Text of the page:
It may come as no surprise to learn that mystery novels have a lot in common with myths, fairy tales, and folklore. Good and evil, hero (or heroine) versus villain, lessons learned at a painful price . . . we could be talking about Michael Connelly’s contemporary Bosch mystery series, Charles Perrault’s Cinderella, or the long-running television series Law & Order.
In my own novels, set in the fictional town of Cedar Valley, Colorado, myth has a way of creeping in alongside murder. Detective Gemma Monroe’s investigations take her down dark roads; in many ways, she is Gretel, following clues like breadcrumbs, that ultimately lead her to the evil that lurks, hidden, in the shadows all around us.
Lost Lake, the third book in the series, centers on a missing woman and her murdered colleague, though I’d argue the lake itself—a stunning and isolated alpine pool of sapphire, ice-edged waters—is a character in and of itself. Whether Lost Lake is good or evil, however, remains to be seen; for it is along its shores that people disappear . . . and people die.
Whether you prefer your cozies with a dash of the fantastical, or your procedurals to move along with a sly nod to a classic fairy tale, here is a list of five mysteries to get you started.
Robert McCammon, Boy’s Life
McCammon is one of those authors who shifts easily between mystery and horror, literature and short stories. Boy’s Life is a near perfect read that I find myself recommending to anyone asking for a great book. The time is the early 1960s and the place is Zephyr, Alabama, where young Cory and his father witness a terrible crime. There are monsters, ghosts and magic in this boy’s life; McCammon makes it clear that part of growing up, perhaps the most important part, is learning to recognize who is a villain and who is a hero.
John Connolly, The Book of Lost Things
The Book of Lost Things is a novel that defies easy categorization. Part mystery, part fantasy, and part coming of age fable, Connolly shows us the darker side of the fairy tales we’re used to. The story follows young David, mourning the death of his mother, as he falls into a mysterious hole in a garden wall and finds himself in a parallel world. But it is the villain, the Crooked Man, who instills the most feeling in the reader . . . and that feeling is fear.
Carol Goodman, The Seduction of Water
All of Goodman’s books are excellent; I’d recommend starting with her first, The Lake of Dead Languages. Her books, standalone novels, typically feature a strong female lead, a Gothic or otherwise atmospheric setting, and secrets, lots of secrets. In The Seduction of Water, she presents the story of a daughter, desperate to find answers to her mother’s mysterious death. Incredibly, those answers may lie in the fairy tales the mother used to tell the daughter, tales of the exotic Selkie, the mythical Seal Folk of Scottish folklore.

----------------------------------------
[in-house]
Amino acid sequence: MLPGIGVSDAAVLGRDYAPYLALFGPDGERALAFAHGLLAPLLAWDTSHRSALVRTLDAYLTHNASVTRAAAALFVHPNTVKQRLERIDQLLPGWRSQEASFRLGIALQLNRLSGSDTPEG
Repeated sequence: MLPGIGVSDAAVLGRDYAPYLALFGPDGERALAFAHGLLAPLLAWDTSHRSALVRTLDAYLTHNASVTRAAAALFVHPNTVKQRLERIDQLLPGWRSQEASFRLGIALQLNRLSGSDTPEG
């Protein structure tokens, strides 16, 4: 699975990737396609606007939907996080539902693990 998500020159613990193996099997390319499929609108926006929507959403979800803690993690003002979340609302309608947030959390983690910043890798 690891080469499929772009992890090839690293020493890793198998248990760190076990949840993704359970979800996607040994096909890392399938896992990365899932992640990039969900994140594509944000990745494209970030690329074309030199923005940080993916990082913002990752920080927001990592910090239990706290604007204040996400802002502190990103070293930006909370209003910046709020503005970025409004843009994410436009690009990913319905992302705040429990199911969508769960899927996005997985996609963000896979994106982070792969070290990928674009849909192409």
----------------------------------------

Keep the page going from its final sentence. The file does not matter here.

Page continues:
Maia Chance, The Fairy Tale Fatal series
Chance’s books are enjoyable historical cozies that play off of the classic fairy tales; titles include Snow White Red-Handed and Cinderella Six Feet Under. These charming mysteries star variety hall actress Ophelia Flax, who finds herself in the most peculiar situations. Whether Flax is working to prove her innocence, solve a murder, or unveil a villain, she’s winsome and true to herself. As one reader writes, the series is a nice mix of fairy tale and history, mystery and hilarity.
Dan Simmons, The Terror
Turning to a much darker tale, Dan Simmons’ The Terror is a historical thriller that uses creature mythology, specifically borrowed from Inuit mythology, to chilling success. The novel recreates the true story of Sir John Franklin’s expedition aboard the HMS Terror to find the Northwest Passage. Tragically, the expedition finds itself stuck in the Arctic ice. As the days turn to weeks and the food stores dwindle, the men are stalked by something that can’t possible exist. And yet, as Simmons lets the fear and dread build, proof of the creature’s existence appears one bloodied frozen victim at a time.
Anne Hillerman, Song of the Lion
Anne Hillerman’s Song of the Lion stars Navajo Tribal cops Officer Bernadette Manuelito and her husband Sergeant Jim Chee, as well as retired Lieutenant Joe Leaphorn. The novel starts off with a literal bang: a young man is killed in an explosion in the parking lot of the local high school. The FBI arrive shortly thereafter and the investigation proceeds. Along the way, Hillerman deftly weaves into the story the myths, cultures and rituals of the Navajo, Hopi and Dine culture.
Charlaine Harris, The Southern Vampire Mysteries series
Charlaine Harris, a prolific author with a number of series under her belt, found tremendous success with The Southern Vampire Mysteries series, eventually seeing it made into the HBO series True Blood. Start with Book One, the Anthony Award winning Dead Until Dark, which introduces us to small town Louisiana waitress Sookie Stackhouse, a winsome young lady with one big problem: she can read minds. The series, which features vampires, werewolves, witches, and more, is grounded in present-day reality but offers a wonderful escape by creating a world in response to the question of ‘what if?’ What if the part-human, part-creature beings of our imagination were real?